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The case for a seven-member school board

October 29, 2014
By REP. MATT CALDWELL , Lehigh Acres Citizen

Imagine if the voters in Pensacola or Miami had a say in choosing our State Legislators? Well, that's exactly how at-large districts work. While they are a thing of the past at that level, Lee County still has at-large elections for several local legislative bodies, specifically the Lee County Commission and the Lee County School Board.

In a bid to stop the rising influence of minority groups in 1950s, both black and/or Republican voters were effectively shut out of legislative races when the State of Florida changed from the age old system of single member districts to the pernicious at-large system.

In Lee County today, both boards have five members elected countywide, but they must live in one of the districts. By electing members at-large, the voter does not get the opportunity to choose all five members, but rather gets told by the other four districts who their representative will be during the coming term.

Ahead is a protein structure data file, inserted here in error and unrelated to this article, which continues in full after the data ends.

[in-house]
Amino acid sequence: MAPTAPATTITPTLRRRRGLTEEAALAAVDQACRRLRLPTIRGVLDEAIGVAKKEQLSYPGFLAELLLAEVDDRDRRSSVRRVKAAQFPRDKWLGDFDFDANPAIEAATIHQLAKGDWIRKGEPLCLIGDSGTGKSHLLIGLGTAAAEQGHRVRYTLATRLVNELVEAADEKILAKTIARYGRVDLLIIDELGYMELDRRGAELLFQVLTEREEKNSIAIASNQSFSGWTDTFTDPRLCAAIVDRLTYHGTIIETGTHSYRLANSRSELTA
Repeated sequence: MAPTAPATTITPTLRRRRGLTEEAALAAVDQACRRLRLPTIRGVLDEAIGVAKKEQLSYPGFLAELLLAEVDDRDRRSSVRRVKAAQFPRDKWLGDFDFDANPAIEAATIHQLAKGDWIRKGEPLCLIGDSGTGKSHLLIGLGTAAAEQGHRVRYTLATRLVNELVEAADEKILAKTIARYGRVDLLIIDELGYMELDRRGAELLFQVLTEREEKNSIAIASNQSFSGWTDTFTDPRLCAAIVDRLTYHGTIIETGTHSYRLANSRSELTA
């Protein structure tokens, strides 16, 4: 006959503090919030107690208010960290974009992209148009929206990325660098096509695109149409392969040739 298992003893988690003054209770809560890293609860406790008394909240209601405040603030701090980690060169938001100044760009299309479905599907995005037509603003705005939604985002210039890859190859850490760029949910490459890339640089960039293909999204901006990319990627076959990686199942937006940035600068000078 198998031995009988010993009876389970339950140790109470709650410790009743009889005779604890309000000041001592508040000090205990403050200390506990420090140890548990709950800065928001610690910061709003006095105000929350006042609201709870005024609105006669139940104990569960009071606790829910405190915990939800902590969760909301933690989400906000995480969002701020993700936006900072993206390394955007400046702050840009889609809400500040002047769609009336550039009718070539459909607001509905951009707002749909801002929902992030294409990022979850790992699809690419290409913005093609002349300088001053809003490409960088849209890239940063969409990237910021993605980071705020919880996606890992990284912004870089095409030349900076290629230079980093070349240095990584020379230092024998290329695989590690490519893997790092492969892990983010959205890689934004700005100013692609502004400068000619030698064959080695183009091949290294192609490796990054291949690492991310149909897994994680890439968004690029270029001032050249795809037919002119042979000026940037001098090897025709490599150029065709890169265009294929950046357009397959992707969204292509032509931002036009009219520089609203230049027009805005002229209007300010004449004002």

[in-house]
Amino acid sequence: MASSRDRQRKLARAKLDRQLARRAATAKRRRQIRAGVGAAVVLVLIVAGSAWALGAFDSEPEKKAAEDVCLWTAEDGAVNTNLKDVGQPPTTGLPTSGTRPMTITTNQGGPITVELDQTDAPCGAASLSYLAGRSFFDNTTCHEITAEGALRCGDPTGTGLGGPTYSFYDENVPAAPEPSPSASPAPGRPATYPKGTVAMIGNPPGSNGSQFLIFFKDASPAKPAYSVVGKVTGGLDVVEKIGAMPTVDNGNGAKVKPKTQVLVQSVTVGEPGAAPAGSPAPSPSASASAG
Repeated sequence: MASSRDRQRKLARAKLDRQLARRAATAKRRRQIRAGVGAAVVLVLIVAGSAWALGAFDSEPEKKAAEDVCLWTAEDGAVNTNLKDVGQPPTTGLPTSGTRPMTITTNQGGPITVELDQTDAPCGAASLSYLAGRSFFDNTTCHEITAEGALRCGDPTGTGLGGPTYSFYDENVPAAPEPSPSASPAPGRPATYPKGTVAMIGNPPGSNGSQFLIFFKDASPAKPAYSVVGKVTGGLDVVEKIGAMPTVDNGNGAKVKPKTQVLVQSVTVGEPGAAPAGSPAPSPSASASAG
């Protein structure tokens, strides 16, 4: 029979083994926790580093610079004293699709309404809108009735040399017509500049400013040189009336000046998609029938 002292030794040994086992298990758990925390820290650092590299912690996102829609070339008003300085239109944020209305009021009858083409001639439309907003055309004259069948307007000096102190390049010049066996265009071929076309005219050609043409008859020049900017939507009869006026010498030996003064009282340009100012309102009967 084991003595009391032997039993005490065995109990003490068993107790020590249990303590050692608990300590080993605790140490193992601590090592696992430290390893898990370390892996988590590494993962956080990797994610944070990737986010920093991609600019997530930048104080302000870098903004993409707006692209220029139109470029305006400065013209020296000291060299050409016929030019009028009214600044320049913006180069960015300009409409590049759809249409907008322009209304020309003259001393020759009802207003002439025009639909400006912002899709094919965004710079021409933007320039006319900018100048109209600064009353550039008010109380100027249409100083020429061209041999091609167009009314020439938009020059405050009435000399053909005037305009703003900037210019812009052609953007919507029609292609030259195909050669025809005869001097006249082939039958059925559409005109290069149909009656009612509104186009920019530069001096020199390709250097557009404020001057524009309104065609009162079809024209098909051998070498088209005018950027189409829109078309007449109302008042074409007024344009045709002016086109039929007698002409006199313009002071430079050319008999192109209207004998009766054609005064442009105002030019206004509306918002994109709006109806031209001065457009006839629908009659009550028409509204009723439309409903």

This can be a critical problem; most recently when Eric Fiechthaler won his district, District 1, but lost the race overall to the incumbent, Bob Janes.

Access to and by the voters is the most important facet of legislative office and large constituencies naturally limit responsive decision making.

Today Lee County is nearing 700,000 residents. This makes us larger than the states of Wyoming and Vermont, which have a 60-member and 150-member State House, respectively. The sovereign will of 700,000 persons is a serious responsibility and having the opportunity for smaller groups to make their unique choices will serve to make our county-level legislatures more responsive.

This November you will have the opportunity to bring that local responsiveness to your Lee County School Board. The board has proposed a system that would elect the five current members in single

member districts, but would add two additional seats that would be countywide, with no district residency restriction. This is a compromise solution that will retain a countywide perspective while focusing the majority of the Board on their local districts and their neighborhood schools. I encourage everyone to vote "Yes" on the School Board referendum.

Matt Caldwell represents District 79 in the Florida House of Representatives.



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